The legal cash limits you can carry in Spain while travelling

Keeping cash 'under the mattress' to avoid declaring it
Keeping cash 'under the mattress' to avoid declaring it. image: wikimedia

Were you aware of the legal limit of the amount of cash you can carry with you in Spain?

Due to the pandemic, it is looking increasingly more likely that we are not that far away from a society where the days of physical cash are numbered, and on top of that, or maybe in order to smooth this transition long faster, the Spanish Tax Agency has recently put a cap on cash payments between individuals.

Even so, for the time being, there are still those of us who will want to carry cash on our person, especially if going on a trip maybe, or just for that feeling of knowing you have that available cash in your pocket in case of an emergency.


Most people might be totally oblivious as to exactly how much cash is the acceptable legal limit that they can carry at any one time, and according to The Information, there is no marked limit if you want to travel with notes or coins, but, as the Bank of Spain points out, it will be necessary to declare the cash, “if the amount transported is equal to, or greater than, €10,000 in case of departure or entry into national territory, or €100,000 in the case of movements through national territory”.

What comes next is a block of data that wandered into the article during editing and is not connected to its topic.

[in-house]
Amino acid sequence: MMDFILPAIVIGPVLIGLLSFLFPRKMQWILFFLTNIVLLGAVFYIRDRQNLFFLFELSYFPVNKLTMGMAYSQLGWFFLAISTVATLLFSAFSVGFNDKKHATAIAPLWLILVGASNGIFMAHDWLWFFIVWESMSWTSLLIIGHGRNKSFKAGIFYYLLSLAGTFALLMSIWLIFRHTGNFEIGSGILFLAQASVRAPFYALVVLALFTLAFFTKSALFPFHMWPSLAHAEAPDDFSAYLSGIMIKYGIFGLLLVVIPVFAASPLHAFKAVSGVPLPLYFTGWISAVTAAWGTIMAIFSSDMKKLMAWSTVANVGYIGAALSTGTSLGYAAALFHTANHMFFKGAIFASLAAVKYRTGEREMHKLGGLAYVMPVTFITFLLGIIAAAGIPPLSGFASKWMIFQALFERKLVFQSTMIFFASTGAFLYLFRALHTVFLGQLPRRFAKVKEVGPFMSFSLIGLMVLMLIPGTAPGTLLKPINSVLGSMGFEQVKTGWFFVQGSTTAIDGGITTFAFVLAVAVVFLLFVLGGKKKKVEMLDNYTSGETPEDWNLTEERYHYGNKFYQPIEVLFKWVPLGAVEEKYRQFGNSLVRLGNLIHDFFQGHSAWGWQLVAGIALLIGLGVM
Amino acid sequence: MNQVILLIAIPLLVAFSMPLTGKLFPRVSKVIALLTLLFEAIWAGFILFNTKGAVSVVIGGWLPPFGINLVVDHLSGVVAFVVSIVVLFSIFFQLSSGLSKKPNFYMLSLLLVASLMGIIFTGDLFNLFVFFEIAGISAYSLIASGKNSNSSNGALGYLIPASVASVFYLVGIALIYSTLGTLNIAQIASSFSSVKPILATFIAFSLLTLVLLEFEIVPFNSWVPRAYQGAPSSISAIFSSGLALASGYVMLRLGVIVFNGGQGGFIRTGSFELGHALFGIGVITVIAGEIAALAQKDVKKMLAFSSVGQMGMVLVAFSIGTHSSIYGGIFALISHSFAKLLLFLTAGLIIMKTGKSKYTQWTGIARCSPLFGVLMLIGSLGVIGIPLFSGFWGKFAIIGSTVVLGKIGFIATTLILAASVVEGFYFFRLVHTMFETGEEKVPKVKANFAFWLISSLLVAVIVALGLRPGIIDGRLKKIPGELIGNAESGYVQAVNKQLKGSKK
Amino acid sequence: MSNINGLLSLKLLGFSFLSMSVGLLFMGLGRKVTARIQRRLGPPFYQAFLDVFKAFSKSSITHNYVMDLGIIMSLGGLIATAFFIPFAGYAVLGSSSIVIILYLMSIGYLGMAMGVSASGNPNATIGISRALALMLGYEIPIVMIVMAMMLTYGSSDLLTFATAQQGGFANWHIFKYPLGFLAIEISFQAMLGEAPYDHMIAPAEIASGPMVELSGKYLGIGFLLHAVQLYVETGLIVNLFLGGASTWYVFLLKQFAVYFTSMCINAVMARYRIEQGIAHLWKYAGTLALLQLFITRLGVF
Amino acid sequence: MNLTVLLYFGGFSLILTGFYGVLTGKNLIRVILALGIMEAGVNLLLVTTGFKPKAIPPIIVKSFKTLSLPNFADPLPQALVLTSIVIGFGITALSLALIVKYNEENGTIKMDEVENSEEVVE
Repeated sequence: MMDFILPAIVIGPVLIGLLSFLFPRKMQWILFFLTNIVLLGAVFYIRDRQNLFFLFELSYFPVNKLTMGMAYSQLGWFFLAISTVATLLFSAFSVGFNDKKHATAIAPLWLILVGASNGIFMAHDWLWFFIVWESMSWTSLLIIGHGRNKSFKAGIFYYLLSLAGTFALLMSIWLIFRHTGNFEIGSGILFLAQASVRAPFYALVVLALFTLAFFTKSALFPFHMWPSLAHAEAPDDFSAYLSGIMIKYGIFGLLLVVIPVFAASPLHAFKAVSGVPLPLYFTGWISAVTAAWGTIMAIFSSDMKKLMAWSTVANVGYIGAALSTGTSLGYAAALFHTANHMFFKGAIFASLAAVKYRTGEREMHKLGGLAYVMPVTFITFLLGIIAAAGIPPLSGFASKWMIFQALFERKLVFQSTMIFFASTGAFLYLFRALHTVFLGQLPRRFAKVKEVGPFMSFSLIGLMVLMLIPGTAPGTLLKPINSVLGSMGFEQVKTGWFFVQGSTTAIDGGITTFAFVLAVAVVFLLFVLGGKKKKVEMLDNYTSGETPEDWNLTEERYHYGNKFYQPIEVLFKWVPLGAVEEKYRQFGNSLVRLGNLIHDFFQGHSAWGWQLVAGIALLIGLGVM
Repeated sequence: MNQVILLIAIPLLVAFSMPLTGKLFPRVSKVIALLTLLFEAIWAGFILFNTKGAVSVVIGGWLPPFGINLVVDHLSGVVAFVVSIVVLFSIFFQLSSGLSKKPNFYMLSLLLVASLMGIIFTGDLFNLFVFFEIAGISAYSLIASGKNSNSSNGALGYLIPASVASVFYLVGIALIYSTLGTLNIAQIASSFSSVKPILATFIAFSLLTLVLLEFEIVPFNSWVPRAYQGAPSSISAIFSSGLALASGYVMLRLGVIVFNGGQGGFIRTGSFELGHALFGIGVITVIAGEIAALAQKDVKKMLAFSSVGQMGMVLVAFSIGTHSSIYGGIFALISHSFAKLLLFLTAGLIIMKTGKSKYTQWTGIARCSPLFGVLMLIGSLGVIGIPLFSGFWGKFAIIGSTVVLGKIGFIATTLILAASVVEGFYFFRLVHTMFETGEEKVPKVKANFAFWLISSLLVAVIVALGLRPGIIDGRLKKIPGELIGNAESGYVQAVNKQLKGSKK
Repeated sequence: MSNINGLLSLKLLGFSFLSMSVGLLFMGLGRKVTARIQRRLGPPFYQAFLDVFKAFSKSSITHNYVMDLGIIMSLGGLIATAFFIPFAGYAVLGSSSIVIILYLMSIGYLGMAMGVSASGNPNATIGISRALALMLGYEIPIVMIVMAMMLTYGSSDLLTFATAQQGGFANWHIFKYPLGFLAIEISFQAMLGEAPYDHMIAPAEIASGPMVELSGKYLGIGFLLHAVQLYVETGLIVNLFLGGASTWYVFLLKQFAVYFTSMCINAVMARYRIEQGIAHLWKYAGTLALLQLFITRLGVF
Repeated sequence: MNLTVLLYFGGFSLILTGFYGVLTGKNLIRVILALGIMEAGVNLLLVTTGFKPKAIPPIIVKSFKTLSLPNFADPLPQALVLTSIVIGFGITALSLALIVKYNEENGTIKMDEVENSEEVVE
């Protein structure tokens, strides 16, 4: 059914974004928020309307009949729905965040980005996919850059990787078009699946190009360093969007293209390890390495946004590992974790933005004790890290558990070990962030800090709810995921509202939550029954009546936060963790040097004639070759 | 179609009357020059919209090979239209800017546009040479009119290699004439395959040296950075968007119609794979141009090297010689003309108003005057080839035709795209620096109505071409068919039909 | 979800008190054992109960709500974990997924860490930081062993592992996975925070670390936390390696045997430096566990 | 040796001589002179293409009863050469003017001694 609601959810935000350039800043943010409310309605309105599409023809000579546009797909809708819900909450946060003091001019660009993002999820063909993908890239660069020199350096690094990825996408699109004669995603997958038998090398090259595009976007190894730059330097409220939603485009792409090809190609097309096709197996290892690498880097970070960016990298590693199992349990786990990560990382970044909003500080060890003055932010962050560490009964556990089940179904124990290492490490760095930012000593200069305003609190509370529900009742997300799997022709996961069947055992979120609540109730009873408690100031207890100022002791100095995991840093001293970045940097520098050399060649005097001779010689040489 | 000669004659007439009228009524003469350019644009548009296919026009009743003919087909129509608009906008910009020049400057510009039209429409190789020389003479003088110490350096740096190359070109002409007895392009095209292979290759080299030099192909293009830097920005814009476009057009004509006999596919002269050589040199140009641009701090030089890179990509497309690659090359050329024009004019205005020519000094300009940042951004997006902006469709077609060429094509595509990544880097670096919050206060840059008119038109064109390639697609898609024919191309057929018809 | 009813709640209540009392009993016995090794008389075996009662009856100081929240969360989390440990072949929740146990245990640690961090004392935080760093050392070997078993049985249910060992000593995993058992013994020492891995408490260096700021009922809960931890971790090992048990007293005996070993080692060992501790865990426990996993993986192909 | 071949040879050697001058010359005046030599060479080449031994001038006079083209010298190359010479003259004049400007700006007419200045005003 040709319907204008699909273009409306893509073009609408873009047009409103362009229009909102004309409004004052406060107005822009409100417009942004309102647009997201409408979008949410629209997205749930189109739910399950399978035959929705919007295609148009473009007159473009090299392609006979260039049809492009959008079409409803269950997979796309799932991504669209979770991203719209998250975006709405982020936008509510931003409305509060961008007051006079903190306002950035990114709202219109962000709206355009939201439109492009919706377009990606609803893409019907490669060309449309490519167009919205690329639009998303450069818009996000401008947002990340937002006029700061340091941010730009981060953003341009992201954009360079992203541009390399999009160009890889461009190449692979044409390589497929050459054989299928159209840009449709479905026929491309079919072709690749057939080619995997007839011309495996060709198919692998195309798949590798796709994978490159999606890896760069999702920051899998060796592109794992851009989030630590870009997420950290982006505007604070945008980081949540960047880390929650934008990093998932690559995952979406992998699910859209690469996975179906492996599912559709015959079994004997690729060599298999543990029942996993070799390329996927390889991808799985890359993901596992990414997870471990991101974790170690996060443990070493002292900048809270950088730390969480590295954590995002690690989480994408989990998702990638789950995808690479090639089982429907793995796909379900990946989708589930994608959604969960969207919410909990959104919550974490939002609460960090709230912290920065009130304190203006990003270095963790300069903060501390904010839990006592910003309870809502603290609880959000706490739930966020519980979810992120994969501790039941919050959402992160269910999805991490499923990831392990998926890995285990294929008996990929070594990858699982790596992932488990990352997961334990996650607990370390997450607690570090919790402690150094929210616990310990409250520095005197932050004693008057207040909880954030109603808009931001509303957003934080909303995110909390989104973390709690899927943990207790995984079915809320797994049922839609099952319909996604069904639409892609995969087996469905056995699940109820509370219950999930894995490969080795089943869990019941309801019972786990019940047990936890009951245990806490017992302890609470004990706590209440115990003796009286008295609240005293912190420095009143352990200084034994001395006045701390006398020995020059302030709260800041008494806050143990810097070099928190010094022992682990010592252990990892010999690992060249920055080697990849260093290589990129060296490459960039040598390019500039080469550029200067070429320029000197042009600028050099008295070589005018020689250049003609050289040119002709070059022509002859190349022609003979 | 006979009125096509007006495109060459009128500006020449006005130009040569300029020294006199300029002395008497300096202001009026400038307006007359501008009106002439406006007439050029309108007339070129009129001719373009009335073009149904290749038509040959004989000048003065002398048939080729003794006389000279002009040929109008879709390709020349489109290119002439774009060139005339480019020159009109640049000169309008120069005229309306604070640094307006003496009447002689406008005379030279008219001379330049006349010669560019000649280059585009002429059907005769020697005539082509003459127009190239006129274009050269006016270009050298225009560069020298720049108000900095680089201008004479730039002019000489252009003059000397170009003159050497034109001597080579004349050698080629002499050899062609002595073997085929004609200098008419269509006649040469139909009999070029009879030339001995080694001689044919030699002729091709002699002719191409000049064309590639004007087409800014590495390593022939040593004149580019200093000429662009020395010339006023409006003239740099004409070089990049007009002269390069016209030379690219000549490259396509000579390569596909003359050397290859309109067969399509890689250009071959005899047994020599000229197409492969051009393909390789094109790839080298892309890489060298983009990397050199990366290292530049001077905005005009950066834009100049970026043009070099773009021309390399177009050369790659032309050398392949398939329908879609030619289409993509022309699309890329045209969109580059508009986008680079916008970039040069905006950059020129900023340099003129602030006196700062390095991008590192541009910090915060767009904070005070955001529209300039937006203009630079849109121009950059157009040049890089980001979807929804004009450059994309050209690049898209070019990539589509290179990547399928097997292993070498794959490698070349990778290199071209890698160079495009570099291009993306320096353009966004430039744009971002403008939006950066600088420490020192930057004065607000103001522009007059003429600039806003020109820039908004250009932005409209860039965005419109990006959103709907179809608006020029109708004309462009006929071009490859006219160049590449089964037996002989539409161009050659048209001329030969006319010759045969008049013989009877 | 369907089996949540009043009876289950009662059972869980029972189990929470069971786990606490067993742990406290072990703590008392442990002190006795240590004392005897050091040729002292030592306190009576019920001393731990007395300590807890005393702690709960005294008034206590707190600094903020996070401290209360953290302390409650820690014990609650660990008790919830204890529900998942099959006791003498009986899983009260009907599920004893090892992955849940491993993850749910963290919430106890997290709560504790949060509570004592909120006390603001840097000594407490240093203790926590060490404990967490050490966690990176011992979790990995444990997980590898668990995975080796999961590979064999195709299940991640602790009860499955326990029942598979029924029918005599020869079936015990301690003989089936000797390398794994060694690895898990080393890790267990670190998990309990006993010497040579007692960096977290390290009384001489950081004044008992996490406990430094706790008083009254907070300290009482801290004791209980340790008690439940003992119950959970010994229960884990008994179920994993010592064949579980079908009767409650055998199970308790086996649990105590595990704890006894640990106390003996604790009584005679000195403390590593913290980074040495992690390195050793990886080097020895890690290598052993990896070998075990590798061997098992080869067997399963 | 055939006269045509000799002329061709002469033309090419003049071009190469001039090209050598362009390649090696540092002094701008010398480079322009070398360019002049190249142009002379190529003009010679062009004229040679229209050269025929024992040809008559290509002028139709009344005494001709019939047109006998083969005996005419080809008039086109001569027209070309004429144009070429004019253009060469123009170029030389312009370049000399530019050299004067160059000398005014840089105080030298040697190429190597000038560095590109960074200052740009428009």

These obligations come under the guidelines, according to the entity, as being “within the measures for the prevention of money laundering, and the financing of terrorism”, and in the case carrying in excess of €100,000 when traveling through Spain, a “special declaration” will need to be made before the Tax Agency.

Similarly, if an amount of cash that is over this limit is being carried in order to make a deposit of funds in cash in a bank, form S1 will have to be completed in advance, which the entity will request, otherwise, the fine in the event that the corresponding declaration has not been carried out, entails the confiscation of the total of the transported funds, their deposit, and a sanctioning file, as well as a fine of up to €600, and double the amounts transported.

A recent national survey conducted by the Bank of Spain revealed the rapid acceleration of the disappearance of cash, with 72.7 per cent of Spaniards saying that they never carry more than five coins on their person, which normally do not even total €5, although many respondents said they believed the existence of cash was important to keep prices lower, as reported by


Thank you for reading, and don’t forget to check The Euro Weekly News for all your up-to-date local and international news stories.

Chris was born in a small village in Wales, where he ran his own successful construction company for many years, before deciding in 1990, to swap the grey skies and rain for the sunshine and lifestyle of the Costa del Sol. Late last year he made the move to Southern Portugal, and is now residing on the Algarve. Having sang and played in a rock band back in Wales, he still likes to go out and entertain in his spare time, singing in restaurants and golf clubs. Interests are of course music, especially from the 60s and 70s, movies, nice restaurants, and has a passion for graphic design and online marketing.


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